By :Douglas A. Petho
Unless you are fortunate enough to have a videotape of an accident, a great deal of effort is often spent trying to reconstruct the facts of a collision. Usually, despite doing the best investigation, questions remain exactly how or why a crash occurs. Answers to many of these questions will soon be available from data of contained from the “event data recorders” otherwise known as “EDT’s”.
EDt’s are nothing new. The National Highway Traffic Safety Administration (NHTSA) estimated that about 64 percent of 2005 model passenger vehicles had the devices. By 2005, General Motors, Ford, Isuzu, Mazda, Mitsubishi, Subaru, and Suzuki were all voluntarily equipping all of their vehicles with EDRs, According to NHTSA, these devices are standard equipment from manufacturers including Chevrolet, Ford, Mazda, Mitsubishi, Subaru, General Motors, Isuzu, and Suzuki. The problem has been being able to gain access, understand, and use this information. With no standardized format, proprietary software and a wide variation in the types of information that were actually recorded, their usefulness has been limited.
In August 2006, NHTSA issued an EDR rule that will apply to 2013 and later models. While the rule does not require EDR’s, the rule standardizes the information that the EDT collect and will make access to that information easier. The rule sets out 15 types of information that each unit will be required to record. That information will include:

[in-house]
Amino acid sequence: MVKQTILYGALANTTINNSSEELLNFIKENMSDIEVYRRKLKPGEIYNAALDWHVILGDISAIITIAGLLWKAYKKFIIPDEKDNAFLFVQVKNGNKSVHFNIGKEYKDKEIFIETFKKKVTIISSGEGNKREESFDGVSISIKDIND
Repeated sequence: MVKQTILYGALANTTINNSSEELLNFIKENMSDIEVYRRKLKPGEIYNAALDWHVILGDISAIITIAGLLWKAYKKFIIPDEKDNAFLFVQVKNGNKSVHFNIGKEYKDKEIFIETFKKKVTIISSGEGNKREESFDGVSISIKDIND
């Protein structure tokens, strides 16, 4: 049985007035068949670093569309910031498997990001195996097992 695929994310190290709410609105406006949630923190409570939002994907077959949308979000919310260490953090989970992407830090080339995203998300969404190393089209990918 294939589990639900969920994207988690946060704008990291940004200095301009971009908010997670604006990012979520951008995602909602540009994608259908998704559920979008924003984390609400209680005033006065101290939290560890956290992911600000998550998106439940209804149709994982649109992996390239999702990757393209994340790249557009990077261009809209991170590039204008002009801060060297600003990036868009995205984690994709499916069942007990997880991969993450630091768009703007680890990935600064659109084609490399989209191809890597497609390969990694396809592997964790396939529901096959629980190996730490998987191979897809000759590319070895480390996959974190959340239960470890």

Change in forward crash speed
Maximum change in forward crash speed
Time from beginning of crash at which the maximum change in forward crash speed occurs
Speed vehicle was traveling
Percentage of engine throttle, percentage full (how far the accelerator pedal was pressed)
Whether or not brake was applied
Ignition cycle (number of power cycles applied to the EDR) at the time of the crash
Ignition cycle (number of power cycles applied to the EDR) when the EDR data were downloaded
Whether or not driver was using safety belt
Whether or not frontal airbag warning lamp was on
Driver frontal airbag deployment: time to deploy for a single stage airbag, or time to first stage deployment for a multistage airbag
Right front passenger frontal airbag deployment: time to deploy for a single stage airbag, or time to first stage deployment for a multistage airbag
Number of crash events
Time between first two crash events, if applicable
Whether or not EDR completed recording
There are still limitations however. Some EDRs restrict data retrieval to the maker of the vehicle. In some instances, the data recorder does not survive the crash itself, in 2005, NHTSA reviewed the results of 37 crash tests in vehicles equipped with EDRs and found that the majority of EDRs didn’t record the entire crash event.
Also, there are privacy concerns since the owner of the vehicle owns the data, then gaining access may be an issue. Nevertheless, NHTSA’s efforts to standardize both the format and content of these devices could provide a valuable tool for those of us seeking to understand and investigate accidents.